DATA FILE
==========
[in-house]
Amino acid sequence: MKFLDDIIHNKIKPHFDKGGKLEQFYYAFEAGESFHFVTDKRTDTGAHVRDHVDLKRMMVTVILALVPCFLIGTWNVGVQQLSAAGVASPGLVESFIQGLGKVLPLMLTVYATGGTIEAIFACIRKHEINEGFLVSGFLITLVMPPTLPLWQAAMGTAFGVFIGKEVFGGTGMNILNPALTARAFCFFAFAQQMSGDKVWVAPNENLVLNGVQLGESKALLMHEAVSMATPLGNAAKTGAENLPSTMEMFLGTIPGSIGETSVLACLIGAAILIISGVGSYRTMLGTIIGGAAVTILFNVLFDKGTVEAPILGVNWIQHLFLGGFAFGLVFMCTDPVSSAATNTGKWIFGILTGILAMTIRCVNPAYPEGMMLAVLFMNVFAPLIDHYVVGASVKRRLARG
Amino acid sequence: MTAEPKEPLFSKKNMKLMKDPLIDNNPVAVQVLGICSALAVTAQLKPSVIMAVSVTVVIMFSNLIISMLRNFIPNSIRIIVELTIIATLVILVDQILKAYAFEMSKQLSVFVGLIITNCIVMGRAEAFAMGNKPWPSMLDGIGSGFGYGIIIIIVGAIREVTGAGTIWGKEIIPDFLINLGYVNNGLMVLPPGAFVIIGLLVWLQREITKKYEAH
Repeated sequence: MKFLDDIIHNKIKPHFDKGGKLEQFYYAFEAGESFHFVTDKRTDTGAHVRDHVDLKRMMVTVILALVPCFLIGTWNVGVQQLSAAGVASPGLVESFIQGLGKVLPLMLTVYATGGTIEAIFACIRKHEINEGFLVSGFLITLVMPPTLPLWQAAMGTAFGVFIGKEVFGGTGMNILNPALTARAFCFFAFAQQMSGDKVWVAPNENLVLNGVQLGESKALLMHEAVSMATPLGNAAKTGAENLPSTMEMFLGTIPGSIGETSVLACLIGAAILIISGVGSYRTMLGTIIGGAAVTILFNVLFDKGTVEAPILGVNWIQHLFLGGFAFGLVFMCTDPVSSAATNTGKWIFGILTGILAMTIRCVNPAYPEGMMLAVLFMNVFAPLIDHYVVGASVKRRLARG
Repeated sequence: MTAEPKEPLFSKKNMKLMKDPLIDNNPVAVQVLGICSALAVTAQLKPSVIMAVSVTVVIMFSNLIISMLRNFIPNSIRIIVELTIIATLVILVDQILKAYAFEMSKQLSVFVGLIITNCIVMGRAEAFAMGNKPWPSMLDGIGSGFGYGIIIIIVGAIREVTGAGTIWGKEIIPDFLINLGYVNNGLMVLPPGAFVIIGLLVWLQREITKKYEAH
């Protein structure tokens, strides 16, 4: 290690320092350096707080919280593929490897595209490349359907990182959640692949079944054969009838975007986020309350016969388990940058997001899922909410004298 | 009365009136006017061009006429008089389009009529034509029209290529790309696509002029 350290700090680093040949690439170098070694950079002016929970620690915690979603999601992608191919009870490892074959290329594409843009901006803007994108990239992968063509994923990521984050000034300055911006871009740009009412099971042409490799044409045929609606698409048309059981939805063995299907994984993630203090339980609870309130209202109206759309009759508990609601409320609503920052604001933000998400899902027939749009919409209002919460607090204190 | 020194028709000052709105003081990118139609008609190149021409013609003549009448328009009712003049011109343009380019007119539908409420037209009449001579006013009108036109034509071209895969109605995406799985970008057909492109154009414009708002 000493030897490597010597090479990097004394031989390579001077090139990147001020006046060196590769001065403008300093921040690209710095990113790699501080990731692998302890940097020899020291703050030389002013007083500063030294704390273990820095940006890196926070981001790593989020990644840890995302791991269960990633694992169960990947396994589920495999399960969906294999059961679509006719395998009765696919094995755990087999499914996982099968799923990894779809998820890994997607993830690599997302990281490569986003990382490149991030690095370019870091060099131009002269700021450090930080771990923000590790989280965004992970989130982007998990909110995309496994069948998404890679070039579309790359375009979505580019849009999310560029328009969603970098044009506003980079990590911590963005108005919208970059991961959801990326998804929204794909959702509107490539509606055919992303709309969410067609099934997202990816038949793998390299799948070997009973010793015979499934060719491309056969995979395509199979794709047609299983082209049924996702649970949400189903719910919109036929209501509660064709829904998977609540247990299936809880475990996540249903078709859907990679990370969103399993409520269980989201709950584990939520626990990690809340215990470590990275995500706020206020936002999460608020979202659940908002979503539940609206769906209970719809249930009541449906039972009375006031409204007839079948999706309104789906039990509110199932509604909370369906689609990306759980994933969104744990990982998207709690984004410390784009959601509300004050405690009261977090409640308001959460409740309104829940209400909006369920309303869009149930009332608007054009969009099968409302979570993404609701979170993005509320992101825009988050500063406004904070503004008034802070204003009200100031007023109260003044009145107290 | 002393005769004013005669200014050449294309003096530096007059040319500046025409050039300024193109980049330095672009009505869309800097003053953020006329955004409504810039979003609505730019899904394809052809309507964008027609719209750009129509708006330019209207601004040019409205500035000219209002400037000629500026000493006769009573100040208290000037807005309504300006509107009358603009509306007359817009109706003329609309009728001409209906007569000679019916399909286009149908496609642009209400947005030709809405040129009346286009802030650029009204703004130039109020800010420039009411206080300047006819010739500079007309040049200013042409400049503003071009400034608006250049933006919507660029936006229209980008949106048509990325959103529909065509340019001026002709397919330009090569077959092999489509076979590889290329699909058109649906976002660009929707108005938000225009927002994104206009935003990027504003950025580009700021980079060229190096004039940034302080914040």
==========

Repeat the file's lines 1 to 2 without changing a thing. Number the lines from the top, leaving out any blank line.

[in-house]
Amino acid sequence: MKFLDDIIHNKIKPHFDKGGKLEQFYYAFEAGESFHFVTDKRTDTGAHVRDHVDLKRMMVTVILALVPCFLIGTWNVGVQQLSAAGVASPGLVESFIQGLGKVLPLMLTVYATGGTIEAIFACIRKHEINEGFLVSGFLITLVMPPTLPLWQAAMGTAFGVFIGKEVFGGTGMNILNPALTARAFCFFAFAQQMSGDKVWVAPNENLVLNGVQLGESKALLMHEAVSMATPLGNAAKTGAENLPSTMEMFLGTIPGSIGETSVLACLIGAAILIISGVGSYRTMLGTIIGGAAVTILFNVLFDKGTVEAPILGVNWIQHLFLGGFAFGLVFMCTDPVSSAATNTGKWIFGILTGILAMTIRCVNPAYPEGMMLAVLFMNVFAPLIDHYVVGASVKRRLARG